“How’d you find out you had cancer? Where’s the lump?” people asked.
When 27-year-old photographer Alyssa Mazurek Paro first started hearing these questions, she didn’t want to talk about it. She was embarrassed about not seeing her breast cancer symptoms for what they really were and waiting so long to get it figured out.
Her first symptom was an itchy nipple, but she thought it was probably just chafing from her sports bra. When it began peeling, she assumed it was dry skin and started treating it with Vaseline.
After a while, Paro began to believe she was pregnant and that the changes, which now included fluid discharge, had something to do with the normal changes a woman undergoes during that stage of life.
Afraid to contact her doctor about something that might be nothing, she opted to talk to her mother about it instead, making light of her symptoms in an effort to make herself feel better about the situation. But it didn’t help ease her stress concerning her strange symptoms.
It wasn’t until her nipple began to discharge blood and she experienced heart-attack-like pain in that side of her chest that she finally decided something needed to be done about the situation. She did a quick Google search of her symptoms and immediately scheduled an appointment with her doctor.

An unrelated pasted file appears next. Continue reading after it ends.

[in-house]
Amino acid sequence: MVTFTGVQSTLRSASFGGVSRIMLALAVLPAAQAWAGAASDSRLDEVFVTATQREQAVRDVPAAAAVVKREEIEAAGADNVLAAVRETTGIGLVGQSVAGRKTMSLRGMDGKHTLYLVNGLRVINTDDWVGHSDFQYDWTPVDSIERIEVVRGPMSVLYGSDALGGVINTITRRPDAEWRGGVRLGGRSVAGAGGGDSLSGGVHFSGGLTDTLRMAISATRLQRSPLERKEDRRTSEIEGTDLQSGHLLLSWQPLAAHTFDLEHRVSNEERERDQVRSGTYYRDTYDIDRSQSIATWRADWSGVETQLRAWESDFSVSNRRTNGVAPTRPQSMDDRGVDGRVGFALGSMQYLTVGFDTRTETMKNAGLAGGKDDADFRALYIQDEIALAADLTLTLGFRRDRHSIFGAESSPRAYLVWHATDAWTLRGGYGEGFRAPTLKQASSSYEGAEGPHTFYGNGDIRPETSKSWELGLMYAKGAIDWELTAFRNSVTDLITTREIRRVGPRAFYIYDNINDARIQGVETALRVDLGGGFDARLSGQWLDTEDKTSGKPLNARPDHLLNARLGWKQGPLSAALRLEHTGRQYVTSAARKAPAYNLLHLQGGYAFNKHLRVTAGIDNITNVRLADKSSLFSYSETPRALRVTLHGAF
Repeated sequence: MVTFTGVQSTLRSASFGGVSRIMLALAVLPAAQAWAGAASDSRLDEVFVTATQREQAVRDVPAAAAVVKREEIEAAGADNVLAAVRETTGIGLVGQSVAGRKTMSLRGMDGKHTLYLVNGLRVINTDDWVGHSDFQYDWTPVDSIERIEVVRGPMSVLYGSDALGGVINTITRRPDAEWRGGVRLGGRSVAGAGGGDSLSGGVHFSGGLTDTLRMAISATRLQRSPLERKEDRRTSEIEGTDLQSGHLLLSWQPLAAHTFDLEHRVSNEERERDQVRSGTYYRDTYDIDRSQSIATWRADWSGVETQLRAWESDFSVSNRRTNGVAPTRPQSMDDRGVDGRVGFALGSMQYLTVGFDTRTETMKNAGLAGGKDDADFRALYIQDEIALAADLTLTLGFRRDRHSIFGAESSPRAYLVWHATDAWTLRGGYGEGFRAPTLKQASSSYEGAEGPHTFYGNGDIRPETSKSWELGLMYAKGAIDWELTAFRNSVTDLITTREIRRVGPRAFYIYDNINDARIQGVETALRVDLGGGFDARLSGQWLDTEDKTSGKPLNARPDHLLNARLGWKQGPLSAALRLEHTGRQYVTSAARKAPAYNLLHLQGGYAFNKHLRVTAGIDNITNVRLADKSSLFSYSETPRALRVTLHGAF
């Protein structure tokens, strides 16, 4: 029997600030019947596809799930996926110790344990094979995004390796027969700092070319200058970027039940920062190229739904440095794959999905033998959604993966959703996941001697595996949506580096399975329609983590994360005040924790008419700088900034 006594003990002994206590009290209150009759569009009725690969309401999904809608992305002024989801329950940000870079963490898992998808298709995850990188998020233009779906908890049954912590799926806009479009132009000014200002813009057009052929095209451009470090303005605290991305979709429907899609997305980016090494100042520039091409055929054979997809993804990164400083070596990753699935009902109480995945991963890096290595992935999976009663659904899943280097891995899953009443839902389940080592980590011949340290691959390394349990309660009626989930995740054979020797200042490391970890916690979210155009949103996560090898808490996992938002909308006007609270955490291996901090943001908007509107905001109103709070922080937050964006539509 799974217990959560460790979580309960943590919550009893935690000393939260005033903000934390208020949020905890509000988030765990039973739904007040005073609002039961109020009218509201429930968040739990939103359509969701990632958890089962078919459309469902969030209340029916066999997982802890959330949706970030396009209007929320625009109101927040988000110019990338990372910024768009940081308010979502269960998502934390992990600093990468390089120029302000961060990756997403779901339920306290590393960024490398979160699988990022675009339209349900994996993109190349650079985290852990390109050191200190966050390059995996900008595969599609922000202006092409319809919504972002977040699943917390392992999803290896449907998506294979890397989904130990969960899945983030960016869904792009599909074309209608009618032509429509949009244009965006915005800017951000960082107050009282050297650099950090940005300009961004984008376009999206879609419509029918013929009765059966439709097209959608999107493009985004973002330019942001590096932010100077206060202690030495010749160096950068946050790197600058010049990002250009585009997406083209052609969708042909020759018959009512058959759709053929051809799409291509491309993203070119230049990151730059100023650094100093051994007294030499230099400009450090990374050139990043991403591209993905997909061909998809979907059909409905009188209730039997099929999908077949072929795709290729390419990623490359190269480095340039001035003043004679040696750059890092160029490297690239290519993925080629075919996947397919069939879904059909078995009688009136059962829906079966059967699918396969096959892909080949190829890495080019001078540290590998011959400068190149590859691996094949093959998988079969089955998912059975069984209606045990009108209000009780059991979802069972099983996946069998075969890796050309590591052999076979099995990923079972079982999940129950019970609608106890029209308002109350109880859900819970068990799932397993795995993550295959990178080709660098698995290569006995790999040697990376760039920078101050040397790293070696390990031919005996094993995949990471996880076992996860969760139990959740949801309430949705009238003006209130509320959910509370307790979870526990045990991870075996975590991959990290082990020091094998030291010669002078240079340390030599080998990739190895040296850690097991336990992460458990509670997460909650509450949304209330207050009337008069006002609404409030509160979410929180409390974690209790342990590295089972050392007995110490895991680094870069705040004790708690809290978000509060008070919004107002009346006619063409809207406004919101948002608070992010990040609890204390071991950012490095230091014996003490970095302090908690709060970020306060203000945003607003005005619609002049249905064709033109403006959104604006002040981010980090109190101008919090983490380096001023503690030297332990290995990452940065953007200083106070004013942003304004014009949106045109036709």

“If you itch, get it checked out!” says Paro. “No one knows breast cancer can just be an itchy nipple.”
Learn how Paro finally found out she had cancer, what she wishes she’d done differently, and what she wants the rest of the world to know about breast cancer symptoms and regular mammograms.
Elizabeth Nelson is a wordsmith, an alumna of Aquinas College in Grand Rapids, a four-leaf-clover finder, and a grammar connoisseur. She has lived in west Michigan since age four but loves to travel to new (and old) places. In her free time, she. . . wait, what’s free time?